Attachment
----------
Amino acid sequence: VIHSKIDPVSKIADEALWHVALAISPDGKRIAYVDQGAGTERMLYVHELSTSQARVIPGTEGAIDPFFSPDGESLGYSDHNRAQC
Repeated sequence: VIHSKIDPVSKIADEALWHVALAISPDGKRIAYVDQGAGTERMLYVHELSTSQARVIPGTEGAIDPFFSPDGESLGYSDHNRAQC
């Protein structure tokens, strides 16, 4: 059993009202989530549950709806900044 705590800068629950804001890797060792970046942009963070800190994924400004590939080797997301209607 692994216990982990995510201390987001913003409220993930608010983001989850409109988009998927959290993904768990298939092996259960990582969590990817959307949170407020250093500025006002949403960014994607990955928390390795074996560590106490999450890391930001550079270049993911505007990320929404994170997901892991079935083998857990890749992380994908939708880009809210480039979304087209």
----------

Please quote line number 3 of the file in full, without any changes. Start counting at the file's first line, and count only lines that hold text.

């Protein structure tokens, strides 16, 4: 059993009202989530549950709806900044 705590800068629950804001890797060792970046942009963070800190994924400004590939080797997301209607 692994216990982990995510201390987001913003409220993930608010983001989850409109988009998927959290993904768990298939092996259960990582969590990817959307949170407020250093500025006002949403960014994607990955928390390795074996560590106490999450890391930001550079270049993911505007990320929404994170997901892991079935083998857990890749992380994908939708880009809210480039979304087209």